Ladies and gentlemen of the Huffington Post community, lend me your ears, for there's an elephant in the room right now, and that won't do.
As a practicing psychologist I see many people with sexual issues that impact heavily upon their lives. However, there's one in particular that many men find particularly stressful, and that's premature ejaculation. This is something that affects up to 4 in 10 men over the age of 18 at some point in their lives, and yet it's become taboo to talk openly about something that happens to nearly half of British men.
Well, no more. The only way to release this unfair and debilitating pressure from the shoulders of men is to open up about this, and shine a light on it. You'll see it loses its power, so come with me (if you pardon the pun) and let's explore what this phenomena actually is, and what you can do if you feel this applies to your own relationship.
First of all, what is premature ejaculation (PE)?
PE is when a man ejaculates more quickly than he would wish in sexual contact with his partner.
What causes PE?
There can be many psychological causes of premature ejaculation, such as; sexual inexperience or novelty of a relationship, overexcitement, or too much stimulation. Other reasons can be to do with negative emotions, including; anxiety, depression, guilty feelings, relationship stress, not knowing the point of ejaculatory inevitability. However, the one issue I see more than any other is the one I will expand upon - the fear of intimacy.
Why is PE a sign of avoidance of intimacy?
PE represents a quick way of getting away from your partner, because you don't like intimacy with him/her. Perhaps this is because you hold anger and resentment against your partner, or there may be other reasons.
Whilst this might sound strange, it's completely true. Men who fear intimacy will subconsciously ejaculate quickly during sex because they are averse to the sense of intimacy that sex inevitably brings.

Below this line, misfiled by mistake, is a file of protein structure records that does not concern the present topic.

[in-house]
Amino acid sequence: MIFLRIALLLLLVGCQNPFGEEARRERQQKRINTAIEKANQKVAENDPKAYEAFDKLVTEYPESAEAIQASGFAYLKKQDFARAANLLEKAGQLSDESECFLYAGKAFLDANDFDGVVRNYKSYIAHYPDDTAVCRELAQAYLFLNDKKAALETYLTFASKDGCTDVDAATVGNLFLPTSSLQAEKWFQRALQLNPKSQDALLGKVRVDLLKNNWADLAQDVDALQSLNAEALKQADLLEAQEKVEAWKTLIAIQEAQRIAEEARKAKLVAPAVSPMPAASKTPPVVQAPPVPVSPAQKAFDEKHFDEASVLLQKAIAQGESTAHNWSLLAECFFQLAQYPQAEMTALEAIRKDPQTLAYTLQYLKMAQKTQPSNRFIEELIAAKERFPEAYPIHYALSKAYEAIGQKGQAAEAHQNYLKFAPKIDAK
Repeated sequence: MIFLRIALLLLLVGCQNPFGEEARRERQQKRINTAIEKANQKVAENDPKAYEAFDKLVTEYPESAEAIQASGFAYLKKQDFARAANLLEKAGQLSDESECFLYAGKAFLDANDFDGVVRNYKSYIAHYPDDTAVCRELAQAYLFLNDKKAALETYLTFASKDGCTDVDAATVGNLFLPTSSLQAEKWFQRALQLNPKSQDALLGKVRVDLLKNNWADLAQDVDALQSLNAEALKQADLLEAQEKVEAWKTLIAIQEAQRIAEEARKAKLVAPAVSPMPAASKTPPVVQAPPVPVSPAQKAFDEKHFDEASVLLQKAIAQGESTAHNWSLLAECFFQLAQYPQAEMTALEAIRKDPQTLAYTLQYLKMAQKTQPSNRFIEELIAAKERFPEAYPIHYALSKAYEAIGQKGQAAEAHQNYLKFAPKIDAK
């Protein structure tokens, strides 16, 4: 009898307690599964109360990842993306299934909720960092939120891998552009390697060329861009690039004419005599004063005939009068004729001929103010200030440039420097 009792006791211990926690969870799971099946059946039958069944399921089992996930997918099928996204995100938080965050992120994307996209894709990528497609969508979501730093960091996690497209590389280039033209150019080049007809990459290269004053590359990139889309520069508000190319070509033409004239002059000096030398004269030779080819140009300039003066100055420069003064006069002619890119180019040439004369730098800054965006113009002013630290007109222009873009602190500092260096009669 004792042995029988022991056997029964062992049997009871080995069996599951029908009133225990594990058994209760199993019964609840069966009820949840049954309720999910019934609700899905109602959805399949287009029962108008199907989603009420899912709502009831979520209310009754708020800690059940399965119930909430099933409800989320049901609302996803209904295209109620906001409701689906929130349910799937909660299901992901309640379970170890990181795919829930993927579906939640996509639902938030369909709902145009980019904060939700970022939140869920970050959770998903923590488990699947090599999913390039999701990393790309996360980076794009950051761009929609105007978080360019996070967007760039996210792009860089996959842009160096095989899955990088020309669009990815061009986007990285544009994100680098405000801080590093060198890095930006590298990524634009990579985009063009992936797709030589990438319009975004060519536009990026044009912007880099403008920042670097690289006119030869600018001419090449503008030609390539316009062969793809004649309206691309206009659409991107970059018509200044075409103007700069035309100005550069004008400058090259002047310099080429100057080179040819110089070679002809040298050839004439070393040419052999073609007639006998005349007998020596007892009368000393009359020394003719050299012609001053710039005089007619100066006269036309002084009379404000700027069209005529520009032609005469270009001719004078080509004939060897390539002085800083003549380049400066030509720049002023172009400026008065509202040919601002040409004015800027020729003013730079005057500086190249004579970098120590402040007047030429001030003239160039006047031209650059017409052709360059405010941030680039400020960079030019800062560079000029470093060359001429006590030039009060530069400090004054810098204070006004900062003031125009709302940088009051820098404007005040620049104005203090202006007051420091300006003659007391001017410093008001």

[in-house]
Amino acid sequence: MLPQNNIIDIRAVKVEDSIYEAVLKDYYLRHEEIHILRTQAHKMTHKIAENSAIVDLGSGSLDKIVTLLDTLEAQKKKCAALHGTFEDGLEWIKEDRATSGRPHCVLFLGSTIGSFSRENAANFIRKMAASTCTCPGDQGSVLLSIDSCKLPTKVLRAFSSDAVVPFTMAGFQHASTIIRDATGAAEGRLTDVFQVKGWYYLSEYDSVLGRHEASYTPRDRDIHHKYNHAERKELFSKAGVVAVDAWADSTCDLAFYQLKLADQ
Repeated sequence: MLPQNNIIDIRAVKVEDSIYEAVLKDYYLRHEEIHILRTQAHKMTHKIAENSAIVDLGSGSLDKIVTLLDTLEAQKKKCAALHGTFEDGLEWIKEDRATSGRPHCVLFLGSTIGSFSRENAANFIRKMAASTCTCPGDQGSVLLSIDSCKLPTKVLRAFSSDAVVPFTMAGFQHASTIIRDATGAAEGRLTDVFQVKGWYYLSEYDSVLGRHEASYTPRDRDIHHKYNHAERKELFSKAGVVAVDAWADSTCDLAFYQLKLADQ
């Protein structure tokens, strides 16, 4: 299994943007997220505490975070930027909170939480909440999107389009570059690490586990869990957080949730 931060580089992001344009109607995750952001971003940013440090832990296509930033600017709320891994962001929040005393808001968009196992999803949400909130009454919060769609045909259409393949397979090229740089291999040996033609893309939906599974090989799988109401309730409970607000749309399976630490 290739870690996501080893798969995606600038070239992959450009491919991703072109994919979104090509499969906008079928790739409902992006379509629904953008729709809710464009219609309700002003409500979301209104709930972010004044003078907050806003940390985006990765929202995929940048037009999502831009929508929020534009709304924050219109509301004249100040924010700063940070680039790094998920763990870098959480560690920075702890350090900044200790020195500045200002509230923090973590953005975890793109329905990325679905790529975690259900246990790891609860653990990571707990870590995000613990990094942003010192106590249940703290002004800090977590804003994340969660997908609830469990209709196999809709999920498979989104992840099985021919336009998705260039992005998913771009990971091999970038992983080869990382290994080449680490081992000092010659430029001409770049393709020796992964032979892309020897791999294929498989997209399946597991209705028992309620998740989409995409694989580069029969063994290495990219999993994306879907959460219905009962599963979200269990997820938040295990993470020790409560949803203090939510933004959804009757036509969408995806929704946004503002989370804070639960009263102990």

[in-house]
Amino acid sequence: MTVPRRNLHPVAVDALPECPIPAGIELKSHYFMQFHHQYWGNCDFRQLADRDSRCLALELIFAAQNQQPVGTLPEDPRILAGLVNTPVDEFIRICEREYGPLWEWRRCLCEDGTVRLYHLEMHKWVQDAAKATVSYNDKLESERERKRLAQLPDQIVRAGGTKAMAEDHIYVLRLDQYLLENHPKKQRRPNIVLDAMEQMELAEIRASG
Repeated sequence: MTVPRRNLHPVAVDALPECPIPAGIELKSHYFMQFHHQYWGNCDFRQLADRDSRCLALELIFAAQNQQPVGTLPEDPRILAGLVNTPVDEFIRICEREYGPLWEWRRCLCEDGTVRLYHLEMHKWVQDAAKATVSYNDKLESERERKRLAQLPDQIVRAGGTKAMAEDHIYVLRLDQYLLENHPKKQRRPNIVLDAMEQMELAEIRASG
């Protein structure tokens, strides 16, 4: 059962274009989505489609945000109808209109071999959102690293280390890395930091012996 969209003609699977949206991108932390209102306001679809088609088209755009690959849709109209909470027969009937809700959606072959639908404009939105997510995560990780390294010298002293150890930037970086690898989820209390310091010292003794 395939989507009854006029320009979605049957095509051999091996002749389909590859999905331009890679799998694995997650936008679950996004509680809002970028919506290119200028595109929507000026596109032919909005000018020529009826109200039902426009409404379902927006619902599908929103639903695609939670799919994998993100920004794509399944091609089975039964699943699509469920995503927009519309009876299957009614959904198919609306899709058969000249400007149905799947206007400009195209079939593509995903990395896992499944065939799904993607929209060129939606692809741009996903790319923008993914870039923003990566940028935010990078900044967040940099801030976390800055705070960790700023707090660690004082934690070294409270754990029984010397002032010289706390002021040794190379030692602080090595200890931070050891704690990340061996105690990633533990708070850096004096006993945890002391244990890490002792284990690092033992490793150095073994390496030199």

This simple truth is reflected in the fact that one of the first questions a relationship therapist will ask a couple in order to establish how healthy their relationship is is whether or not they're still having sex, and if so how often.
Where do deeper issues with intimacy come from?
You may come from a background of emotionally unavailable or abusive parents, which makes intimacy unappealing or scary to you. If this is the case, a very strong therapeutic relationship with a skilled therapist can help you overcome your deep routed fears of intimacy.
Your fear of intimacy might leave you feeling constantly pressured to give more than you can in your relationships both emotionally and sexually. It can lead you to detach and deactivate your emotions when issues arise.
How do I cope with a partner with intimacy fear issues?
Avoidance of intimacy doesn't mean someone doesn't care about you, and it's usually not a conscious process. However, the pain you feel from having a partner with these issues is real, and you should not underestimate this personal pain, whilst you try to understand and support your partner.
Fear of intimacy is a biological reaction that has become integrated into the central nervous system from early childhood as a result of emotionally neglectful, abusive or emotionally immature parenting, and the single best way of resolving this is through finding a therapist who can work with you both. The very worst thing you can do is to leave it and hope for the best.
When do intimacy fears start?
A fear of intimacy usually starts at a very young age, when how our parents treat us affects us for the rest of our lives, which can surprise some people.
We call it attachment theory, and here's how it works.
How a parent reacts to a child's emotions is crucial in helping them feel safe and secure. When a child is distressed, frightened or sad, they need adequate comfort from their parents in order for them to feel secure.